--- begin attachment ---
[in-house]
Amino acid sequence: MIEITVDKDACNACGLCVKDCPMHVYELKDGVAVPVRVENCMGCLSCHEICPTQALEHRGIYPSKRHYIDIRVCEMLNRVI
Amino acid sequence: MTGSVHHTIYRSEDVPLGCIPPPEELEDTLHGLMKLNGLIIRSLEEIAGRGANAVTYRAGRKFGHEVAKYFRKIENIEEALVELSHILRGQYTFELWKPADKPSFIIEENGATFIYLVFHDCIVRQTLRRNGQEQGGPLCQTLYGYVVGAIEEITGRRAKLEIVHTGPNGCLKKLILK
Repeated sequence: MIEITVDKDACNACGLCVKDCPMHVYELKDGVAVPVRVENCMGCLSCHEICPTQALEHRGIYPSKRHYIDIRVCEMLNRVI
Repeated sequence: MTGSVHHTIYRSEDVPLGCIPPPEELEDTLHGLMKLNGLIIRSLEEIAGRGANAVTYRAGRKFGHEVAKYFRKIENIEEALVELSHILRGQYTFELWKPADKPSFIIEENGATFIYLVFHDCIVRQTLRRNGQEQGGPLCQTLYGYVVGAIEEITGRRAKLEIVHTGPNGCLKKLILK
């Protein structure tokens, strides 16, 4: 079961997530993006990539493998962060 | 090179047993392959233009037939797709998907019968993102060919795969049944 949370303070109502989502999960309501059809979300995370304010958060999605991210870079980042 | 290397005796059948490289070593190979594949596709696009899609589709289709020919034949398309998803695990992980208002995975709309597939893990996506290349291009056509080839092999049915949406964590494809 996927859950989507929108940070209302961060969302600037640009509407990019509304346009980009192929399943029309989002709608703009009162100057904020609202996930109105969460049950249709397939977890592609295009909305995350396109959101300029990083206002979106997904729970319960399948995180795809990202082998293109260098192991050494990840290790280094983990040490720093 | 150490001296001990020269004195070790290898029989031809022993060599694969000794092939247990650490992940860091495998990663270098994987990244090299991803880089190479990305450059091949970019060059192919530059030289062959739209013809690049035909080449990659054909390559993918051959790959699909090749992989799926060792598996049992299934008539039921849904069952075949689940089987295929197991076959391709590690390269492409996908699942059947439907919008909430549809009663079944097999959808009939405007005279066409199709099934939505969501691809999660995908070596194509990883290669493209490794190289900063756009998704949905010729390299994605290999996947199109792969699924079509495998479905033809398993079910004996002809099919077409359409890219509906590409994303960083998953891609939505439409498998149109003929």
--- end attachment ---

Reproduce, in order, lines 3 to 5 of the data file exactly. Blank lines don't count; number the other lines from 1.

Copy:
Amino acid sequence: MTGSVHHTIYRSEDVPLGCIPPPEELEDTLHGLMKLNGLIIRSLEEIAGRGANAVTYRAGRKFGHEVAKYFRKIENIEEALVELSHILRGQYTFELWKPADKPSFIIEENGATFIYLVFHDCIVRQTLRRNGQEQGGPLCQTLYGYVVGAIEEITGRRAKLEIVHTGPNGCLKKLILK
Repeated sequence: MIEITVDKDACNACGLCVKDCPMHVYELKDGVAVPVRVENCMGCLSCHEICPTQALEHRGIYPSKRHYIDIRVCEMLNRVI
Repeated sequence: MTGSVHHTIYRSEDVPLGCIPPPEELEDTLHGLMKLNGLIIRSLEEIAGRGANAVTYRAGRKFGHEVAKYFRKIENIEEALVELSHILRGQYTFELWKPADKPSFIIEENGATFIYLVFHDCIVRQTLRRNGQEQGGPLCQTLYGYVVGAIEEITGRRAKLEIVHTGPNGCLKKLILK